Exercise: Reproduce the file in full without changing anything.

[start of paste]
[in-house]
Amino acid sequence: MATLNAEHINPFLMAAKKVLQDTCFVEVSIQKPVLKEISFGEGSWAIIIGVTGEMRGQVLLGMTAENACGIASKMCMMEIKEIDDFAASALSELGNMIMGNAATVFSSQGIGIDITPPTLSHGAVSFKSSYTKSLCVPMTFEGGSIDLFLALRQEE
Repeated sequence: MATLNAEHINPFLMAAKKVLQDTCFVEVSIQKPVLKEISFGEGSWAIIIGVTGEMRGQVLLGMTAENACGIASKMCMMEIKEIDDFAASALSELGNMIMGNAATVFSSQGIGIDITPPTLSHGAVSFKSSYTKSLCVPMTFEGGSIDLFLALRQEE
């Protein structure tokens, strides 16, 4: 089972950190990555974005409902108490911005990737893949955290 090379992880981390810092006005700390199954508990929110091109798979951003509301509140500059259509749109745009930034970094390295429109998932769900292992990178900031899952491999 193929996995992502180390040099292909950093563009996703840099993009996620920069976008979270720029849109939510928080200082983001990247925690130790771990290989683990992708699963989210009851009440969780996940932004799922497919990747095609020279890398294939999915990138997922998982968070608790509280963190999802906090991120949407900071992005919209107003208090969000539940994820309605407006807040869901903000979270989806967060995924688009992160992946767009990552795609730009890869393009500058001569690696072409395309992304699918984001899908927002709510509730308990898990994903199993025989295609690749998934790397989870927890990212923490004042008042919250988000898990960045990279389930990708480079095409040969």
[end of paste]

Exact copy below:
[in-house]
Amino acid sequence: MATLNAEHINPFLMAAKKVLQDTCFVEVSIQKPVLKEISFGEGSWAIIIGVTGEMRGQVLLGMTAENACGIASKMCMMEIKEIDDFAASALSELGNMIMGNAATVFSSQGIGIDITPPTLSHGAVSFKSSYTKSLCVPMTFEGGSIDLFLALRQEE
Repeated sequence: MATLNAEHINPFLMAAKKVLQDTCFVEVSIQKPVLKEISFGEGSWAIIIGVTGEMRGQVLLGMTAENACGIASKMCMMEIKEIDDFAASALSELGNMIMGNAATVFSSQGIGIDITPPTLSHGAVSFKSSYTKSLCVPMTFEGGSIDLFLALRQEE
């Protein structure tokens, strides 16, 4: 089972950190990555974005409902108490911005990737893949955290 090379992880981390810092006005700390199954508990929110091109798979951003509301509140500059259509749109745009930034970094390295429109998932769900292992990178900031899952491999 193929996995992502180390040099292909950093563009996703840099993009996620920069976008979270720029849109939510928080200082983001990247925690130790771990290989683990992708699963989210009851009440969780996940932004799922497919990747095609020279890398294939999915990138997922998982968070608790509280963190999802906090991120949407900071992005919209107003208090969000539940994820309605407006807040869901903000979270989806967060995924688009992160992946767009990552795609730009890869393009500058001569690696072409395309992304699918984001899908927002709510509730308990898990994903199993025989295609690749998934790397989870927890990212923490004042008042919250988000898990960045990279389930990708480079095409040969």